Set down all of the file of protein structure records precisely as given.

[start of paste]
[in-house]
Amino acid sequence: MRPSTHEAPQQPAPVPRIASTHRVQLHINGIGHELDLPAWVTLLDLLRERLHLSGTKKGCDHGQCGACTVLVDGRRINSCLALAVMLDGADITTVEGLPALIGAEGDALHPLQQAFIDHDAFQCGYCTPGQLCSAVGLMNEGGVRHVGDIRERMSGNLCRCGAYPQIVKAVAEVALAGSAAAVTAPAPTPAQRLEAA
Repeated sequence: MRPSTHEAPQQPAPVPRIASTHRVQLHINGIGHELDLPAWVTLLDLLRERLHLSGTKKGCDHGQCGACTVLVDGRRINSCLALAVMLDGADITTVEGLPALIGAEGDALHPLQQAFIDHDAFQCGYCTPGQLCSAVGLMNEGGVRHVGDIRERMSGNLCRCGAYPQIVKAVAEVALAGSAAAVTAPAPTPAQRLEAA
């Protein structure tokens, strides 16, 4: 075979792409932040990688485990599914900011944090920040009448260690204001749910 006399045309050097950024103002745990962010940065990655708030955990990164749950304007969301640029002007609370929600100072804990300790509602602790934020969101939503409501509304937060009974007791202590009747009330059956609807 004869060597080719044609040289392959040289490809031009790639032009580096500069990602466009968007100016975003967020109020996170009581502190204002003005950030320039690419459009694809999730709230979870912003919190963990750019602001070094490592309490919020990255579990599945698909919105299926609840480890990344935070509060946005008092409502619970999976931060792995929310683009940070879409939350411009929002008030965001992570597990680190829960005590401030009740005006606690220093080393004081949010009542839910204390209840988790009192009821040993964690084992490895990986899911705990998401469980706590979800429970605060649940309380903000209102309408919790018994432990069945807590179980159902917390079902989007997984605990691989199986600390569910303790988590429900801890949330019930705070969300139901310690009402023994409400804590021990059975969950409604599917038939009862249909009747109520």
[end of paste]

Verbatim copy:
[in-house]
Amino acid sequence: MRPSTHEAPQQPAPVPRIASTHRVQLHINGIGHELDLPAWVTLLDLLRERLHLSGTKKGCDHGQCGACTVLVDGRRINSCLALAVMLDGADITTVEGLPALIGAEGDALHPLQQAFIDHDAFQCGYCTPGQLCSAVGLMNEGGVRHVGDIRERMSGNLCRCGAYPQIVKAVAEVALAGSAAAVTAPAPTPAQRLEAA
Repeated sequence: MRPSTHEAPQQPAPVPRIASTHRVQLHINGIGHELDLPAWVTLLDLLRERLHLSGTKKGCDHGQCGACTVLVDGRRINSCLALAVMLDGADITTVEGLPALIGAEGDALHPLQQAFIDHDAFQCGYCTPGQLCSAVGLMNEGGVRHVGDIRERMSGNLCRCGAYPQIVKAVAEVALAGSAAAVTAPAPTPAQRLEAA
């Protein structure tokens, strides 16, 4: 075979792409932040990688485990599914900011944090920040009448260690204001749910 006399045309050097950024103002745990962010940065990655708030955990990164749950304007969301640029002007609370929600100072804990300790509602602790934020969101939503409501509304937060009974007791202590009747009330059956609807 004869060597080719044609040289392959040289490809031009790639032009580096500069990602466009968007100016975003967020109020996170009581502190204002003005950030320039690419459009694809999730709230979870912003919190963990750019602001070094490592309490919020990255579990599945698909919105299926609840480890990344935070509060946005008092409502619970999976931060792995929310683009940070879409939350411009929002008030965001992570597990680190829960005590401030009740005006606690220093080393004081949010009542839910204390209840988790009192009821040993964690084992490895990986899911705990998401469980706590979800429970605060649940309380903000209102309408919790018994432990069945807590179980159902917390079902989007997984605990691989199986600390569910303790988590429900801890949330019930705070969300139901310690009402023994409400804590021990059975969950409604599917038939009862249909009747109520």